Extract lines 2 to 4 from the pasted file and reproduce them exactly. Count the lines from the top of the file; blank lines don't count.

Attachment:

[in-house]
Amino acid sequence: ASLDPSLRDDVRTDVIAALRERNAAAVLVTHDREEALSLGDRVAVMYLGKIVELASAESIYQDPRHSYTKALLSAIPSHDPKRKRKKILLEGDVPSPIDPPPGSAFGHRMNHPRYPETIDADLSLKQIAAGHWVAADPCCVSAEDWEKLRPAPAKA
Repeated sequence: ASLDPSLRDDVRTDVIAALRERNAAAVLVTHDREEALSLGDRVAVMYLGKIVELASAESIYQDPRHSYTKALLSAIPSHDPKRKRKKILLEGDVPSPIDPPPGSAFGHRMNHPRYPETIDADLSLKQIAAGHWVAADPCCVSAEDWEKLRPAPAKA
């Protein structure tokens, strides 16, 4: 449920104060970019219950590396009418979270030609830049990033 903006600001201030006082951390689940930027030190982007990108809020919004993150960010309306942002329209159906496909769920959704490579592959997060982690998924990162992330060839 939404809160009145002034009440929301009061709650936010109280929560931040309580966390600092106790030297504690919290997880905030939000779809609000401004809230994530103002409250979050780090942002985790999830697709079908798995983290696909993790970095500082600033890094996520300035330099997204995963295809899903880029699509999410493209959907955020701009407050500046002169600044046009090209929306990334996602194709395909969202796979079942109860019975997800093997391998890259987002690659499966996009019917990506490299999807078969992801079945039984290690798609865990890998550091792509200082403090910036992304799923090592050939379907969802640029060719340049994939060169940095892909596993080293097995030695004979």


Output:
Amino acid sequence: ASLDPSLRDDVRTDVIAALRERNAAAVLVTHDREEALSLGDRVAVMYLGKIVELASAESIYQDPRHSYTKALLSAIPSHDPKRKRKKILLEGDVPSPIDPPPGSAFGHRMNHPRYPETIDADLSLKQIAAGHWVAADPCCVSAEDWEKLRPAPAKA
Repeated sequence: ASLDPSLRDDVRTDVIAALRERNAAAVLVTHDREEALSLGDRVAVMYLGKIVELASAESIYQDPRHSYTKALLSAIPSHDPKRKRKKILLEGDVPSPIDPPPGSAFGHRMNHPRYPETIDADLSLKQIAAGHWVAADPCCVSAEDWEKLRPAPAKA
């Protein structure tokens, strides 16, 4: 449920104060970019219950590396009418979270030609830049990033 903006600001201030006082951390689940930027030190982007990108809020919004993150960010309306942002329209159906496909769920959704490579592959997060982690998924990162992330060839 939404809160009145002034009440929301009061709650936010109280929560931040309580966390600092106790030297504690919290997880905030939000779809609000401004809230994530103002409250979050780090942002985790999830697709079908798995983290696909993790970095500082600033890094996520300035330099997204995963295809899903880029699509999410493209959907955020701009407050500046002169600044046009090209929306990334996602194709395909969202796979079942109860019975997800093997391998890259987002690659499966996009019917990506490299999807078969992801079945039984290690798609865990890998550091792509200082403090910036992304799923090592050939379907969802640029060719340049994939060169940095892909596993080293097995030695004979």